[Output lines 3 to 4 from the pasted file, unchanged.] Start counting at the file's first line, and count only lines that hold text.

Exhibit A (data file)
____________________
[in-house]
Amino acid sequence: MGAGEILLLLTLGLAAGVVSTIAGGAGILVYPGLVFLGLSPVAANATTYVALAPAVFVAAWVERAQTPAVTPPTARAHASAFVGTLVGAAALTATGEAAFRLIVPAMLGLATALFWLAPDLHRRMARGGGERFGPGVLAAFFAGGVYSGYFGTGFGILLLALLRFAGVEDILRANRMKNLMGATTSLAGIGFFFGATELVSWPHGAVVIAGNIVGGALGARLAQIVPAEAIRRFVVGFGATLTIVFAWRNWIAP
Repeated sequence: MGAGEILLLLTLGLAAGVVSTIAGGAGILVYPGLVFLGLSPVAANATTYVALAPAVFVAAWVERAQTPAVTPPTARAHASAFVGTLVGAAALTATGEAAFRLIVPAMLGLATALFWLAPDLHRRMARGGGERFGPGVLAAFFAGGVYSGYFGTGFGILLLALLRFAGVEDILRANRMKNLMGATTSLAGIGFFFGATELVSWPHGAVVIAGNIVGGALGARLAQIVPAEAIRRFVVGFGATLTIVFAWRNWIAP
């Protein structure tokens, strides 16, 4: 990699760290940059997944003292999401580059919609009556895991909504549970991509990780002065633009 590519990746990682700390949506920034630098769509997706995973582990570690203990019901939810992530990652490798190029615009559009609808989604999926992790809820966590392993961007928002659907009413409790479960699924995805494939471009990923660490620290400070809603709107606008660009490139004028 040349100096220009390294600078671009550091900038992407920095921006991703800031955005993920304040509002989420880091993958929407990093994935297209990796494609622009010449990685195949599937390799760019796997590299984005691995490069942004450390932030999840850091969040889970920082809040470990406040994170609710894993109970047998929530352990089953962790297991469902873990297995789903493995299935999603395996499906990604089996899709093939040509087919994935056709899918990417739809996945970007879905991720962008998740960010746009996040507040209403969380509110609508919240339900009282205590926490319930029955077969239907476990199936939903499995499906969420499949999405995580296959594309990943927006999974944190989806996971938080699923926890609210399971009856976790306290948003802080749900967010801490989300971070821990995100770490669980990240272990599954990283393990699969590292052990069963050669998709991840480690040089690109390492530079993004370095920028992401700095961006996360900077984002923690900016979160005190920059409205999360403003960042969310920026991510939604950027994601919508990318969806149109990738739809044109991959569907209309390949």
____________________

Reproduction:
Repeated sequence: MGAGEILLLLTLGLAAGVVSTIAGGAGILVYPGLVFLGLSPVAANATTYVALAPAVFVAAWVERAQTPAVTPPTARAHASAFVGTLVGAAALTATGEAAFRLIVPAMLGLATALFWLAPDLHRRMARGGGERFGPGVLAAFFAGGVYSGYFGTGFGILLLALLRFAGVEDILRANRMKNLMGATTSLAGIGFFFGATELVSWPHGAVVIAGNIVGGALGARLAQIVPAEAIRRFVVGFGATLTIVFAWRNWIAP
């Protein structure tokens, strides 16, 4: 990699760290940059997944003292999401580059919609009556895991909504549970991509990780002065633009 590519990746990682700390949506920034630098769509997706995973582990570690203990019901939810992530990652490798190029615009559009609808989604999926992790809820966590392993961007928002659907009413409790479960699924995805494939471009990923660490620290400070809603709107606008660009490139004028 040349100096220009390294600078671009550091900038992407920095921006991703800031955005993920304040509002989420880091993958929407990093994935297209990796494609622009010449990685195949599937390799760019796997590299984005691995490069942004450390932030999840850091969040889970920082809040470990406040994170609710894993109970047998929530352990089953962790297991469902873990297995789903493995299935999603395996499906990604089996899709093939040509087919994935056709899918990417739809996945970007879905991720962008998740960010746009996040507040209403969380509110609508919240339900009282205590926490319930029955077969239907476990199936939903499995499906969420499949999405995580296959594309990943927006999974944190989806996971938080699923926890609210399971009856976790306290948003802080749900967010801490989300971070821990995100770490669980990240272990599954990283393990699969590292052990069963050669998709991840480690040089690109390492530079993004370095920028992401700095961006996360900077984002923690900016979160005190920059409205999360403003960042969310920026991510939604950027994601919508990318969806149109990738739809044109991959569907209309390949």